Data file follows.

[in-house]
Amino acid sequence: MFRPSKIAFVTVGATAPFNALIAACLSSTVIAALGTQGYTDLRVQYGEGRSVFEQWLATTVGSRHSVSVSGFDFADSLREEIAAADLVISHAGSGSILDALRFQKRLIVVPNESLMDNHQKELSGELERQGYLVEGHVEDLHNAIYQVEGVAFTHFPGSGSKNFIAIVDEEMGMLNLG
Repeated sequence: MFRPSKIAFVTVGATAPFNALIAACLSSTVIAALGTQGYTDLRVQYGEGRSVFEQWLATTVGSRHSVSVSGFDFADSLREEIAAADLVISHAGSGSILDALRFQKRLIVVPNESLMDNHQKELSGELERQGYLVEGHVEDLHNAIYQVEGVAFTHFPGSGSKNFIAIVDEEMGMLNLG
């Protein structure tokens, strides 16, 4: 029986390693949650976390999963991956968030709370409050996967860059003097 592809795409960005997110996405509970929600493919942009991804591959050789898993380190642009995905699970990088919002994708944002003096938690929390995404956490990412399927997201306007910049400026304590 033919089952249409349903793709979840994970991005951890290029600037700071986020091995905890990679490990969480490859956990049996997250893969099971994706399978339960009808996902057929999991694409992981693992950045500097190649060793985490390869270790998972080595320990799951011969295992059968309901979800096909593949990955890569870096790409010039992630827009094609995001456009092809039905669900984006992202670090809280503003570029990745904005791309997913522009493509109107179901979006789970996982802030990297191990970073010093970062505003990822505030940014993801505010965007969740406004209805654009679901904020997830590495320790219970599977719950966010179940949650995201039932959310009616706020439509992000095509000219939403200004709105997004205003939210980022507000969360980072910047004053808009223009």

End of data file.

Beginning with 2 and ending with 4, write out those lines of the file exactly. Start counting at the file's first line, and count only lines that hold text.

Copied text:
Amino acid sequence: MFRPSKIAFVTVGATAPFNALIAACLSSTVIAALGTQGYTDLRVQYGEGRSVFEQWLATTVGSRHSVSVSGFDFADSLREEIAAADLVISHAGSGSILDALRFQKRLIVVPNESLMDNHQKELSGELERQGYLVEGHVEDLHNAIYQVEGVAFTHFPGSGSKNFIAIVDEEMGMLNLG
Repeated sequence: MFRPSKIAFVTVGATAPFNALIAACLSSTVIAALGTQGYTDLRVQYGEGRSVFEQWLATTVGSRHSVSVSGFDFADSLREEIAAADLVISHAGSGSILDALRFQKRLIVVPNESLMDNHQKELSGELERQGYLVEGHVEDLHNAIYQVEGVAFTHFPGSGSKNFIAIVDEEMGMLNLG
């Protein structure tokens, strides 16, 4: 029986390693949650976390999963991956968030709370409050996967860059003097 592809795409960005997110996405509970929600493919942009991804591959050789898993380190642009995905699970990088919002994708944002003096938690929390995404956490990412399927997201306007910049400026304590 033919089952249409349903793709979840994970991005951890290029600037700071986020091995905890990679490990969480490859956990049996997250893969099971994706399978339960009808996902057929999991694409992981693992950045500097190649060793985490390869270790998972080595320990799951011969295992059968309901979800096909593949990955890569870096790409010039992630827009094609995001456009092809039905669900984006992202670090809280503003570029990745904005791309997913522009493509109107179901979006789970996982802030990297191990970073010093970062505003990822505030940014993801505010965007969740406004209805654009679901904020997830590495320790219970599977719950966010179940949650995201039932959310009616706020439509992000095509000219939403200004709105997004205003939210980022507000969360980072910047004053808009223009």